Why So-Called 'Baby Books' Are Worth Keeping Around For Many Years

Those fun board books and simple picture books are valuable resources for early readers in elementary school.
Feb 01, 2019



Why So-Called 'Baby Books' Are Worth Keeping Around For Many Years

Feb 01, 2019

Even though my children are now six and 10, our family bookshelves are still home to many books from their earliest years. Squeezed alongside our eclectic mix of chapter books, graphic novels, atlases and more, these so-called 'baby books' hold a special place in my heart, because it's from these books that our daily read-aloud ritual was born.

Books with textures, flaps, and invitations to push, pull, shake, or turn that entertained my wriggly little ones in those earliest read-aloud days. Books filled with the rhythm, rhyme, and repetition of our daily language — so important to a firm foundation for future independent reading. Books that reinforced important early learning concepts, grew vocabulary, and shared gentle social lessons in kindness, sharing, and taking turns.  Books we read over and over and over again.

Why Baby Books Are So Enduring

While there are no babies or toddlers in our house now, these first books still have value well beyond the sentimental. Board books, along with those simple babyish picture books are a wonderful resource for supporting your child on the journey towards independent reading.

The books of babyhood and toddlerhood introduce our pre-readers to important reading concepts — that books have common features, such as a cover, pages, a title, an author, and more. That illustrations are different from the text and that the text is what we read aloud. That text is made up of lots of different letters that make sounds.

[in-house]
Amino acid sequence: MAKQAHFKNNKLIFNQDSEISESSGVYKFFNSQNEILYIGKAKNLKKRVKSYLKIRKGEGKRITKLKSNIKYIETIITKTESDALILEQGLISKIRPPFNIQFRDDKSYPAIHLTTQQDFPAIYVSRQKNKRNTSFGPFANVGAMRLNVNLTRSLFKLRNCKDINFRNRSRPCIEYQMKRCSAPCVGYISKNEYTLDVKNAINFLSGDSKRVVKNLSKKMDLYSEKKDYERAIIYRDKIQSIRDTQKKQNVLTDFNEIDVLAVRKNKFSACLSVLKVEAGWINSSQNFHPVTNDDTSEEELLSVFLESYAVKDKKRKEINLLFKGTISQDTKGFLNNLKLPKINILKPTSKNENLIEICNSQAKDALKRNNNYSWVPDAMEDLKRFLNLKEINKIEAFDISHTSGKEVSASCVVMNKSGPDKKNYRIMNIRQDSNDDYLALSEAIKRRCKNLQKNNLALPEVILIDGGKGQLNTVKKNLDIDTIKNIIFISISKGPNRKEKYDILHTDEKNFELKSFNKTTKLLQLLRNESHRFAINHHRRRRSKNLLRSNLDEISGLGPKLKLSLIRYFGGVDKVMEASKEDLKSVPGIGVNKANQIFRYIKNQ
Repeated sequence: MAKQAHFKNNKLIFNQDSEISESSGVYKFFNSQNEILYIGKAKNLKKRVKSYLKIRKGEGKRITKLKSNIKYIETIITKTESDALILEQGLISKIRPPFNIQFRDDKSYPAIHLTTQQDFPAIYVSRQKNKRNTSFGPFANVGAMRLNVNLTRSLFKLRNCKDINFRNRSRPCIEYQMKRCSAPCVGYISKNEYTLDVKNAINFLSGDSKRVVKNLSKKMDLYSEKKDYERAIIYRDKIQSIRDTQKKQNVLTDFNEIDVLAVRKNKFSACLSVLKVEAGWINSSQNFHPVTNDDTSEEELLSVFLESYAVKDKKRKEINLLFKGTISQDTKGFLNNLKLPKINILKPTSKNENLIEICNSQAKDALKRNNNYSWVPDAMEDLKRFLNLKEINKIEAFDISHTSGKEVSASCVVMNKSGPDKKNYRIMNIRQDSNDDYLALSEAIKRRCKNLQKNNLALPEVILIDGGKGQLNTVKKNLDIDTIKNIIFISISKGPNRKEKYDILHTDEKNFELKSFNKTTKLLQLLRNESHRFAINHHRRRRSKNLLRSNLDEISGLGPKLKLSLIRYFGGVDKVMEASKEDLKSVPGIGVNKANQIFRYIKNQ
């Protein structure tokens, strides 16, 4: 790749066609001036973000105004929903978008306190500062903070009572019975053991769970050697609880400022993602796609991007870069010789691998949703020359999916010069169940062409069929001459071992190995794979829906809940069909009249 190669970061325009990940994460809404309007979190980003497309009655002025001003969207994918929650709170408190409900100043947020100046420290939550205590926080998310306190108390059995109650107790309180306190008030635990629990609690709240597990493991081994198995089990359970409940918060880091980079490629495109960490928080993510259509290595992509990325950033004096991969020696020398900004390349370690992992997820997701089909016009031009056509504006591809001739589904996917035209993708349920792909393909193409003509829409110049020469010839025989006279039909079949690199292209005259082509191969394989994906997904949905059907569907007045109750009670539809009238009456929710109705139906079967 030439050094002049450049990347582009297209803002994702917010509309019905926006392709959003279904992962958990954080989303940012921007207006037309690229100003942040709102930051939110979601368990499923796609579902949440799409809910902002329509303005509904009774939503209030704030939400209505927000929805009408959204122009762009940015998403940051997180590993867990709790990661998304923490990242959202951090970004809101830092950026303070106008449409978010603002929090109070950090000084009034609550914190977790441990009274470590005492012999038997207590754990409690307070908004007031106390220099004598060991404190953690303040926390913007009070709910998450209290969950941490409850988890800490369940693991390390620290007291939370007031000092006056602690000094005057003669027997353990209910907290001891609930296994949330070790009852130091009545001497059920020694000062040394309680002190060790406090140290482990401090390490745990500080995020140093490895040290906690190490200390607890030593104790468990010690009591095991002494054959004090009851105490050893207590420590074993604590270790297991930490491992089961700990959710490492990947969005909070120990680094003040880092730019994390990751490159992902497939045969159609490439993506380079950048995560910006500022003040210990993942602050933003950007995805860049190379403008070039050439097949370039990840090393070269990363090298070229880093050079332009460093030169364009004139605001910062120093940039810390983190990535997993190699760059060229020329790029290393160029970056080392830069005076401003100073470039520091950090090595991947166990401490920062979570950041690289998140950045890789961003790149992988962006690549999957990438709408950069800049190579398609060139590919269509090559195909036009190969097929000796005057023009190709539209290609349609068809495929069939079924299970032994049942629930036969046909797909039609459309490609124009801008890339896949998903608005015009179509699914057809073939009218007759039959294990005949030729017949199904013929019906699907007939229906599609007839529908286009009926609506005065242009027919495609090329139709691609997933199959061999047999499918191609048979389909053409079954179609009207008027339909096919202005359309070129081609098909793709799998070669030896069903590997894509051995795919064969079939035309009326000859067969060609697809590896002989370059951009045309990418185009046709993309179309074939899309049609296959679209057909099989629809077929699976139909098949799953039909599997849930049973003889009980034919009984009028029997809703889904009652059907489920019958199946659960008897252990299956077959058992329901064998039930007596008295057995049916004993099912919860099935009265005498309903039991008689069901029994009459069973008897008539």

How Baby Books Build Confidence

And then, as they begin to read themselves, revisiting these already familiar books helps to develop a child’s reading confidence, which is also paramount. The simple text of baby books reinforces recognition of high frequency or 'sight words' within a meaningful context. Rereading these titles encourages children to read with greater fluency, and fluency aids reading comprehension — the familiarity of the text allowing the child to focus more closely on creating meaning as she reads.

My 6-year-old is reading well for her age, but I regularly see her pull a title from our beloved baby books collection. She'll bring it to me with a smile on her face, saying, “Oh, mom, remember when we used to read this?” and then she will open the cover and read it aloud to herself, or to me, and though she often knows the words by heart every word read is important because the more kids read, the better reader they will become. Every word read — in each and every book — is valuable to their beginning literacy skills.

For those with babies and toddlers, here are five baby books that deserve a place on your bookshelf — both now and down the line!

Baby Books That Keep for Years

1. Bill Martin Jr’s classic Brown Bear, Brown Bear, What Do You See? features wonderful bright illustrations representing a varied collection of animals and a brilliant, rhyming, question-and-response text that toddlers, pre-schoolers and early readers will love!

2.  A simple alphabet book that introduces a range of food vocabulary words, Now I Eat My ABC's by Pam Abrams is perfect for reinforcing early sight word learning with beginning readers.

3. Toot Toot Beep Beep by Emma Garcia is a riotous celebration of color, noise, and things that go! With lots of vocabulary offerings to name the vehicles, the ways they move, their colors, and the sounds they make, this book is super entertaining for kids of all ages.

4. Where Did All the Dinos Go? by Jim Benton offers a fun, rhyming look-and-find challenge for pre-readers and simple to decode, highly engaging text for newer readers.

5. Revisiting the merry preschool song, Five Green and Speckled Frogs by Priscilla Burris will delight toddlers and preschoolers as they learn to count back to five. The familiarity of the song supports early readers as they have a go at reading a "real" book independently.

Shop Titles Kids Love Well Beyond The Baby Years

Raise a Reader Blog
Age 8
Age 7
Age 6
Age 5
Age 4
Age 3